As a new father I found myself missing important moments while fumbling through my iPhone’s user interface, trying to get to the video camera. I knew there had to be a better way…
I took the idea of building a quick-launch video camera to Sky Balloon, my 3-man team. After a bit of market research – really only to make sure no one else was doing what we intended to do – we began building Capture.
The biggest challenge with Capture from a design standpoint was making sure the user experience was as simple as possible. Intentionally, Capture had next-to-no UX to speak of: simply tap the icon to start recording video, and hit the home button to stop recording to save to your camera roll. The user interface was equally minimalistic by design. Our goal was to make it as quick and easy to record video on iPhone as possible.
Another design challenge was the icon itself. I wanted to make it distinct yet familiar – and also wanted it to beg to be tapped. I settled on the metaphor of an actual record button on a video camera and iterated through a bunch of different texture and lighting treatments.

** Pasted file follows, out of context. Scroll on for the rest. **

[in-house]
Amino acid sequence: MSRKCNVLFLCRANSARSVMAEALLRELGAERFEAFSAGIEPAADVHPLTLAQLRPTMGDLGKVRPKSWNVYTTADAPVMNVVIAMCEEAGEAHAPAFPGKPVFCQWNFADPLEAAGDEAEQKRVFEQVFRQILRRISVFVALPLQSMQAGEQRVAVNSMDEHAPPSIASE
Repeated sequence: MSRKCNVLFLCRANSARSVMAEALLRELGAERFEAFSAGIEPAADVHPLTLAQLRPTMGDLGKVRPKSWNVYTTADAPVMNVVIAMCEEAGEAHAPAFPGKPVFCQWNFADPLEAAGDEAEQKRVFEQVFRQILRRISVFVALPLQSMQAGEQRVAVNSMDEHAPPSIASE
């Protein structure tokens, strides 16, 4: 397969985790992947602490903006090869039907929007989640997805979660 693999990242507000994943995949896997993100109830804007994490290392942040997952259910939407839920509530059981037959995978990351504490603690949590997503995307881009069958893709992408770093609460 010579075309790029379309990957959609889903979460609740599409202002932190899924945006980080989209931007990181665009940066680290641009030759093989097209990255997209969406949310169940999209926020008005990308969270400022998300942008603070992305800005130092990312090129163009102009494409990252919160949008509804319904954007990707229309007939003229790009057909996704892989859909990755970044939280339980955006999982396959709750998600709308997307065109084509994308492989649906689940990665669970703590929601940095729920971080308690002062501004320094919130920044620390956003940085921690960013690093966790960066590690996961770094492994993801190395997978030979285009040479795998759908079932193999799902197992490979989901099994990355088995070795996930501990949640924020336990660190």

Because there wasn’t much to say about the app’s features or functionality, I knew the website promo/landing page for the app would be simple – if not, sparse – and that I’d need to capture (pun intended) attention in a non-traditional way.
At the time I’d admired the work Adam Lisagor was doing to help promote apps using video, so I came up with the idea of recording a quick, unscripted video of myself explaining what Capture did.
I ended up compositing the video on top of a product shot of an iPhone and skewing the video player using code so that it would actually play back at the perspective of the preview cover image. The effect was pretty cool, even if it was a bit gimmicky.
Capture ranked in the top 3 apps in the Photography category and in the top 100 of all apps on the App Store in its first week. It was also featured on CNN, CNET, Gizmodo, Lifehacker, Wired, and dozens of smaller publications and blogs.← Back to home